A few more statistics from the first Global Shorebird Counting Program organised on the World Shorebirds Day.
In which country the biggest number of shorebirds were counted?
This is a little bit unfair comparison as migration was not equally under way everywhere on Earth. While southern stopover sites began to welcome wintering shorebirds by the beginning of September, the majority of migrants were still in the Northern Hemisphere. The chart bellow shows the countries where the highest number of shorebirds were counted.
It was one of most often asked questions after the World Shorebirds Day. This data analysis didn’t go into hardcore scientific levels, yet it gave us an impression about the efforts we all made on this global counting event during the World Shorebirds Day.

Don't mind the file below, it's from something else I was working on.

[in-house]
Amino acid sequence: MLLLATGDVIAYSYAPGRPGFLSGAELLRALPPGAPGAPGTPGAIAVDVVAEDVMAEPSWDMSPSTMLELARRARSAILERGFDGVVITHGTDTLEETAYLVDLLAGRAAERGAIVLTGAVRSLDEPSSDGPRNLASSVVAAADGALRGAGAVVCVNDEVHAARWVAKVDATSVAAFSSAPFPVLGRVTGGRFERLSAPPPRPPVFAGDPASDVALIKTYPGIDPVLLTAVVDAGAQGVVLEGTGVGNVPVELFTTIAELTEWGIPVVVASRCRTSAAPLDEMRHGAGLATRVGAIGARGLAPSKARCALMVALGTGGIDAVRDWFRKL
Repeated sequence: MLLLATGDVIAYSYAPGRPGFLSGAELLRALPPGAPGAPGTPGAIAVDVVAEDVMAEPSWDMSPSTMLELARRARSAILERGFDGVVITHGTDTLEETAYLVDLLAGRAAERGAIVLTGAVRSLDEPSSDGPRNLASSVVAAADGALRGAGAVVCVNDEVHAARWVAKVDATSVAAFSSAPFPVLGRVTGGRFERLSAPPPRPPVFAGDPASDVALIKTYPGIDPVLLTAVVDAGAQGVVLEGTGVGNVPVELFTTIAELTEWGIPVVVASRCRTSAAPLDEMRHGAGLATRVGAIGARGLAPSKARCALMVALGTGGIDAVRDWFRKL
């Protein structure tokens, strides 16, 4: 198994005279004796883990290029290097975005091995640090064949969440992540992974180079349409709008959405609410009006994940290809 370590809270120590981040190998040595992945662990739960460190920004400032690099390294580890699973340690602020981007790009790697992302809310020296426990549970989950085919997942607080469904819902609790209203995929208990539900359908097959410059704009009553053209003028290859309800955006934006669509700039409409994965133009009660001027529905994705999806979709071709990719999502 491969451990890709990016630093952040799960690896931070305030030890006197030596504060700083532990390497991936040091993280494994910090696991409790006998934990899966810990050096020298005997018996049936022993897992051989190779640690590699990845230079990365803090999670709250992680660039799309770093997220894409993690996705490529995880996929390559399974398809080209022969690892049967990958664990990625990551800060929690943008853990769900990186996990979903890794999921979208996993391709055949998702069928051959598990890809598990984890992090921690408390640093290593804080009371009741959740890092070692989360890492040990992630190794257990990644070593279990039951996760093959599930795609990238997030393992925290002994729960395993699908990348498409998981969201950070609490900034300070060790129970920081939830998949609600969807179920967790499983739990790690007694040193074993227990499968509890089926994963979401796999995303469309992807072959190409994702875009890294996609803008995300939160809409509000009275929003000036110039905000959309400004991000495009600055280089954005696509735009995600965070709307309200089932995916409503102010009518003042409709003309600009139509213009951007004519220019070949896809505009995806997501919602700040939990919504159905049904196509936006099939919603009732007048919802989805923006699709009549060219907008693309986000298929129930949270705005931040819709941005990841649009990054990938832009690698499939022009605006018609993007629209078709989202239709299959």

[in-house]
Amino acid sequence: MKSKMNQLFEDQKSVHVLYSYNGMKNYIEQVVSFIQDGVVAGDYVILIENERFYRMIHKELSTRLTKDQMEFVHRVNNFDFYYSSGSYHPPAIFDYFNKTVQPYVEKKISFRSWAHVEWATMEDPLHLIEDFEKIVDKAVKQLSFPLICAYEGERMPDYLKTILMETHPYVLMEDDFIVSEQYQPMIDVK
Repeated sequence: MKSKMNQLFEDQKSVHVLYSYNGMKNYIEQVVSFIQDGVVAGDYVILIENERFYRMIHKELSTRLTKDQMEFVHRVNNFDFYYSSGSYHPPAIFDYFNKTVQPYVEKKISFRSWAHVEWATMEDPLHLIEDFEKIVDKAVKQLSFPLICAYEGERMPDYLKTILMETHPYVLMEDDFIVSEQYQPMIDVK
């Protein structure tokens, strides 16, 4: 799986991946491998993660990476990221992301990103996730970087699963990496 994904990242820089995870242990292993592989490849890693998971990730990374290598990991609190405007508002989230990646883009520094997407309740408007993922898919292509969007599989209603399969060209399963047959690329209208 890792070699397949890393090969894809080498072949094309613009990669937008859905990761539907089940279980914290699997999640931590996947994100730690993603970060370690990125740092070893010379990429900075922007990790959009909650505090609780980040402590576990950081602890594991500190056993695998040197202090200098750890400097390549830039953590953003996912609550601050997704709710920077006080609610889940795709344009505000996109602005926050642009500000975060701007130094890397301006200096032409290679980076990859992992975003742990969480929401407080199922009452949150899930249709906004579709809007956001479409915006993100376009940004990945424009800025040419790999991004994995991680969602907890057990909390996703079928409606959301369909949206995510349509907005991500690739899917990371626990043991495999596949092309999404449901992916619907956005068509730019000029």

This chart shows the top 10 highest numbers on a species level.
The beautiful Western Sandpiper was one of the most numerous shorebird species in 2014. © Filippo Nucifora
Despite the relative moderate involvement of European birdwatchers in the counting, the Northern Lapwing did well in the top 10. Same can be said about New Zealand, yet the South Island Oystercatcher found a place among the most numerous shorebird species.
Only a single individual of White-fronted Plover, Asian Dowitcher, Malaysian Plover, Rufous-chested Dotterel, Burchell’s Courser and Black-winged Pratincole was counted. 13 individuals of one of our Globally Threatened shorebird species and the ‘Shorebird of the Year 2014’, the Spoon-billed Sandpiper were counted in China on the World Shorebirds Day.
Thanks for Filippo Nucifora for offering this brilliant photo for this blog posts. Also special thanks to those Facebook friends who offered shorebird photographs.